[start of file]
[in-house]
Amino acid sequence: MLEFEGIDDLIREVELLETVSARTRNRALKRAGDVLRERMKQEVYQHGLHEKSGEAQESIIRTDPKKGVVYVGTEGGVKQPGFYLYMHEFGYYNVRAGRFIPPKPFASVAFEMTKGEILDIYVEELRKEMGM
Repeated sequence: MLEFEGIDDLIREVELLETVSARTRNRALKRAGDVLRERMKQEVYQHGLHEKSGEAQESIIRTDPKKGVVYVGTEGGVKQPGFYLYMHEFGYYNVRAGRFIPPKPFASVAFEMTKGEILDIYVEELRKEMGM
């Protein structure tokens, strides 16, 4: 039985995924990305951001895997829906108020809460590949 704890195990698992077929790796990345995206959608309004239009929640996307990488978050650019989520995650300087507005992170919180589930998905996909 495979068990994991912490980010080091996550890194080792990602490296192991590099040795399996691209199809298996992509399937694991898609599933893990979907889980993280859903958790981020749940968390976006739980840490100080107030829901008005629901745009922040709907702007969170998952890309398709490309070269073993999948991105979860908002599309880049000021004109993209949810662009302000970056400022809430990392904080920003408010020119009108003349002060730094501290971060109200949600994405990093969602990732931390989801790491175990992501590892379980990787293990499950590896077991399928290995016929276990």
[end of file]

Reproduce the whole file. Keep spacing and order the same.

[in-house]
Amino acid sequence: MLEFEGIDDLIREVELLETVSARTRNRALKRAGDVLRERMKQEVYQHGLHEKSGEAQESIIRTDPKKGVVYVGTEGGVKQPGFYLYMHEFGYYNVRAGRFIPPKPFASVAFEMTKGEILDIYVEELRKEMGM
Repeated sequence: MLEFEGIDDLIREVELLETVSARTRNRALKRAGDVLRERMKQEVYQHGLHEKSGEAQESIIRTDPKKGVVYVGTEGGVKQPGFYLYMHEFGYYNVRAGRFIPPKPFASVAFEMTKGEILDIYVEELRKEMGM
């Protein structure tokens, strides 16, 4: 039985995924990305951001895997829906108020809460590949 704890195990698992077929790796990345995206959608309004239009929640996307990488978050650019989520995650300087507005992170919180589930998905996909 495979068990994991912490980010080091996550890194080792990602490296192991590099040795399996691209199809298996992509399937694991898609599933893990979907889980993280859903958790981020749940968390976006739980840490100080107030829901008005629901745009922040709907702007969170998952890309398709490309070269073993999948991105979860908002599309880049000021004109993209949810662009302000970056400022809430990392904080920003408010020119009108003349002060730094501290971060109200949600994405990093969602990732931390989801790491175990992501590892379980990787293990499950590896077991399928290995016929276990």